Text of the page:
Protection From The Fed “Put” May Be History
Back when Alan Greenspan was Fed Chair, from 1987-2006, he became known for the “Greenspan put”, by which the Fed would often respond to falling stock prices by lowering interest rates, including after the 1987 crash and the 2001 tech bubble burst. The “put” referred to a put option, and meant that the Fed would step in to try to protect markets from falling too far. Even after Greenspan’s departure, the “Fed put” continued, as Fed attempts to increase interest rates closer to historical norms stalled when confronted with equity market losses. In other words, Fed policy effectively reduced the risk of holding stocks, since the Fed would intervene or change policy if markets fell significantly.
As Noah Smith and Will Daniel each note, the extraordinary inflationary pressure of recent months appears to have brought a suspension, if not an end, to the Fed put, and markets have reacted accordingly. The Fed at this point is committing itself to curbing inflation; it is plausible that this commitment takes priority over cushioning markets. Between the scaling back of the Fed’s asset purchasing program and higher interest rates, there is less money bidding up available assets.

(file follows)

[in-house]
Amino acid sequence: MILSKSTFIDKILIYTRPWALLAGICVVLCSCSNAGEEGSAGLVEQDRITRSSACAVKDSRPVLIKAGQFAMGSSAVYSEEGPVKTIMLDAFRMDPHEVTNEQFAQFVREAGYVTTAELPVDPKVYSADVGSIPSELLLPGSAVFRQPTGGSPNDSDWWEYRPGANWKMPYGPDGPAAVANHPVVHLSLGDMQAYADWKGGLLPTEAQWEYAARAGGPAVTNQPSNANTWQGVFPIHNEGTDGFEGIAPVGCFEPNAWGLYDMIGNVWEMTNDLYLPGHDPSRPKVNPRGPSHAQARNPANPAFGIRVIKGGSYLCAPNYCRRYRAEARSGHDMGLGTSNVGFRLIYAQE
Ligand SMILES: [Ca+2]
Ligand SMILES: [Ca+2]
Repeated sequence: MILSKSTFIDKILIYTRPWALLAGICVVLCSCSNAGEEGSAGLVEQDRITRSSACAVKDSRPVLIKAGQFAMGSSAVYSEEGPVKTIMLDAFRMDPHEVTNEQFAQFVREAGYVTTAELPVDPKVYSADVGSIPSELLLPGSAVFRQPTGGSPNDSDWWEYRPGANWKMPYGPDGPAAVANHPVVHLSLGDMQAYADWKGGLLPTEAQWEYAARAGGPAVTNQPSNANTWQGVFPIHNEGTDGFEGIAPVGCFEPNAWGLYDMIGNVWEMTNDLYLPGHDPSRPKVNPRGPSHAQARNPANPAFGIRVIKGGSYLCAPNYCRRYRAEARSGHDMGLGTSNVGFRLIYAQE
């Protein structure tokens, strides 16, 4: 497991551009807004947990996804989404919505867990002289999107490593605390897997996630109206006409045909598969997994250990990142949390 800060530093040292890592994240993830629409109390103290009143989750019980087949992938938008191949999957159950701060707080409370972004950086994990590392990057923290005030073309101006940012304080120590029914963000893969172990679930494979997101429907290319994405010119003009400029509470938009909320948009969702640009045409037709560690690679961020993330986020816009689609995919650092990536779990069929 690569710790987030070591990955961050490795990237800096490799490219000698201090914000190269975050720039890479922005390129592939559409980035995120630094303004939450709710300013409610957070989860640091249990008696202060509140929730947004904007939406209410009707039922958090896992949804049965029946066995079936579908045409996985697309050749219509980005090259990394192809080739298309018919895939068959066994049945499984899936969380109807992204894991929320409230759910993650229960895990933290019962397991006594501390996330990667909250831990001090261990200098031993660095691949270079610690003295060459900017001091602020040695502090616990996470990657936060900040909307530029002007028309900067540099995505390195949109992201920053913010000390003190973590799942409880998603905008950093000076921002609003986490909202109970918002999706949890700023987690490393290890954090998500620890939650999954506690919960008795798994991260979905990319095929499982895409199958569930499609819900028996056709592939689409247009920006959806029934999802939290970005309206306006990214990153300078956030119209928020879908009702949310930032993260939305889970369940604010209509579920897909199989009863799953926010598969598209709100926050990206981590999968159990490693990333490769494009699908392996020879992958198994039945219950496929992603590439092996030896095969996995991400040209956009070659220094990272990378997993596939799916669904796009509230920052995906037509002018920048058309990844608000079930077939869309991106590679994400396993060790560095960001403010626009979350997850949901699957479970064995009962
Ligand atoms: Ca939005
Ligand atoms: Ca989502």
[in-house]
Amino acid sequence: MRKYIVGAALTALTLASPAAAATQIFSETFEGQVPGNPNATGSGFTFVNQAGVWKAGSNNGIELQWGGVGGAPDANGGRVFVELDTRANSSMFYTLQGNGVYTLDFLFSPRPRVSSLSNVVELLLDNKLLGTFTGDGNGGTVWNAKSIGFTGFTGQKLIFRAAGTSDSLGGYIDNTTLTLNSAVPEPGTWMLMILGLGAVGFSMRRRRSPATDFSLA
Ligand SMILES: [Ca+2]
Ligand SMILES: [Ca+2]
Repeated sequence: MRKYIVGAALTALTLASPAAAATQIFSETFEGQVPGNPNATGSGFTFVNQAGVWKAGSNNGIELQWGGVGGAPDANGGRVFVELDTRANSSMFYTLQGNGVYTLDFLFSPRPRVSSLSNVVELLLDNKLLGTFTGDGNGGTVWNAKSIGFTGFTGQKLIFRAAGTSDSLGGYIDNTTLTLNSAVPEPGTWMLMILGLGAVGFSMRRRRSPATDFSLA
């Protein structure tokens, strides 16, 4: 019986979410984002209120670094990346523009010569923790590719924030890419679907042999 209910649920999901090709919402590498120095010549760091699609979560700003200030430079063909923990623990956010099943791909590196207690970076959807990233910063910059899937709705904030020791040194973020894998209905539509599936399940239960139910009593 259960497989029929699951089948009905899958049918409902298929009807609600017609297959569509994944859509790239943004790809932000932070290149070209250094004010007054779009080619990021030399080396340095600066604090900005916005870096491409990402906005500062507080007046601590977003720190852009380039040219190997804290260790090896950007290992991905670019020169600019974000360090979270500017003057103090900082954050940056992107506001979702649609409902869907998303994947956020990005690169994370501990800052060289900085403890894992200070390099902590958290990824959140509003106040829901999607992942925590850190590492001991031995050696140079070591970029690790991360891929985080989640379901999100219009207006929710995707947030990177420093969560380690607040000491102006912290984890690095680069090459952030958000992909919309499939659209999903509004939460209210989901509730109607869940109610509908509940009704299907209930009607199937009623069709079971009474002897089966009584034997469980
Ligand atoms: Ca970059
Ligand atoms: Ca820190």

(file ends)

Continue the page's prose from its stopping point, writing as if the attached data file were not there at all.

To express this idea another way, as Josh Barro observes, if the Fed successfully cools inflation by cooling the economy, equities are likely to fall in the interim. The larger question is how quickly and effectively the Fed will be able to bend the inflation curve. If the Russian invasion of Ukraine ends, supply chain snarls unfurl, and longer-term inflation expectations remain modest, the Fed may be able to normalize the Federal funds rate to the 3% range and then resume its dovish monetary policy regime. If inflation expectations become unanchored and the Fed needs to hike well above its 3% hope, then the Fed put may be kaput for years to come.
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